The present invention presents an integratead thermal energy control system having a plurality of appliances or working units incorporated therein, the appliances or working units being of both or either the hot and/or cold type. Thermal energy is transferred by a single heat pump which includes a primary fluid circuit associated therewith and operative to transfer heat with respect to both a hot and cold heat exchanger. Each heat exchanger has operatively associated therewith a secondary fluid circuit which has connected therein a plurality of individual appliances or working units, the hot appliances or working units being in the secondary fluid circuit associated with the hot heat exchanger while cold or cool appliances or working units are connected in the secondary fluid circuit associated with the cold or cool heat exchanger. Thermostatic control is provided between the central heat pump of the integrated thermal energy control system and each of the two heat exchangers for maintaining the heat exchangers at a desired and predetermined temperature level. In addition, thermostatic control means is operatively connected to each of the appliances or working units and to a pump in each respective secondary fluid circuit for controlling the operating temperature of each of the appliances or working units. Therefore, it is seen that the integrated thermal energy control system of the present invention is adapted to simultaneously or separately control a plurality of hot and cold appliances or working units. Also, it should be noted that the thermal energy control system of the present invention is an integrated system and is particularly adapted to utilize the thermal energy given off by various appliances or working units of the system, with the thermal energy given off being utilized by other appropriate working units or appliances.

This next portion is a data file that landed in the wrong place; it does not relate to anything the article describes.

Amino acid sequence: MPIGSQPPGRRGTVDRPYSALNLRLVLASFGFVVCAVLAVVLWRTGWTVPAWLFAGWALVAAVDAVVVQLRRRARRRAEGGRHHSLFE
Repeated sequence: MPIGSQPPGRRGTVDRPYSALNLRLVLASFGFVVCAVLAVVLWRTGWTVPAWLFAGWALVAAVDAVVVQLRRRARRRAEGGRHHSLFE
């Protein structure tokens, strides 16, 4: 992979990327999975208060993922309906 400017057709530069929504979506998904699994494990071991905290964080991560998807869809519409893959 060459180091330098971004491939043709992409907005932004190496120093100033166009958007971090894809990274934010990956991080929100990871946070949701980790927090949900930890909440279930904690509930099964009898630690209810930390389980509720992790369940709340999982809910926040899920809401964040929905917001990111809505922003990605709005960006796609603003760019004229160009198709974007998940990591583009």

There may be occasions where only the hot or cold portion of the integrated system is working, and it is advantageous to provide a heat balancing system for either adding heat to the working fluid of the primary circuit or exhausting heat from the working fluid of the primary circuit. In the present case, this is accomplished by the provision of two heat transfer duct assemblies, one duct assembly being referred to as a heat exhaust duct assembly while the other is referred to as a heat addition duct assembly. This enables the entire system to remain in balance and enables control to be precisely exercised over each of the heat transfer tanks associated with the primary fluid circuit means.